In “When White Poets Pretend to Be Asian” by Hua Hsu and “What a Fraternity Hazi

In “When White Poets Pretend to Be Asian” by Hua Hsu and “What a Fraternity Hazing Death Revealed About the Painful Search for an Asian-American Identity” by Jay Caspian Kang, both authors explore assumptions about Asian-American identity and how our multicultural country has embraced/isolated its Asian-American citizens. Hsu’s essay centers on literary hoaxes. Kang’s essay targets a tragic hazing case. A few times, Hsu uses the simile of a “game” to explain what he is describing: “The only limitation for such an artist, really, is the extent to which it can all be explained away as an avant-garde game if things get too weird.” And “As though it [Hudson’s hoax] were all just a game, meant to be gamed.” Kang refers to “game” once, as far as I can see: “‘We’d play League of Legends’ – a multiplayer computer game – ‘and play handball and eat,’ Yuan said, describing a typical weekend.” Obviously, Kang’s use of “game” is literal . . . but Hsu’s underlying analogy of a game also exists in Kang’s essay (regardless of explicit references to “game”). Although “game” can convey a sense of unreality or superficiality, I do not intend you to see it in just that way with this question. Think of the phrase “the game of life.” It often carries a serious sense.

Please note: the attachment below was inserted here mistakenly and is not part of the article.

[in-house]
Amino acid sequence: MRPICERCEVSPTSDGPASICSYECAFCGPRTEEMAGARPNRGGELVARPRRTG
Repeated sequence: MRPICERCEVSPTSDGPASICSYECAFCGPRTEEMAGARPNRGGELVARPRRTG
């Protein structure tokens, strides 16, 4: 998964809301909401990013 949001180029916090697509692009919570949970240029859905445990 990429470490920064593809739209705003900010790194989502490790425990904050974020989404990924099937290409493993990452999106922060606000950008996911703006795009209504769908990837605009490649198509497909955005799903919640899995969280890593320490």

In this final essay for the term, I’d like you to think of the game concept: a competition (battle?) where symbolic rules exist, skill is necessary (developed by practice?), luck has a part, roles are played, prizes as well as “winners” and “losers” are named, cheating happens, etc. Not to sound unsympathetic or too callous about the tragedy of Michael Deng, but a case can be made that he partook in a hazing game where things, horribly, got “too weird.” Consider how the construction of Asian-American identity has been partly put into the framework of a symbolic game. Its award is not entirely clear (mainstream assimilation/cultural solidarity/American Dream success?), but both readings show institutions (publication industry, media, government, university, fraternity, etc.) trying to wrestle with the ‘right rules’ for this game based upon empathy, historical incidents, laws, victims, etc. Do you believe institutions are largely (as Hsu says about Alexie) doing “the right thing,” being misguided, or some third option (which you’ll need to explain/document) when it comes to being referees — or coaches — as Asian-Americans play this game of validating their identity? (You might consider what you see as the game’s goal by choosing a couple of key institutions and how they encourage/discourage team, or individual, participation.)

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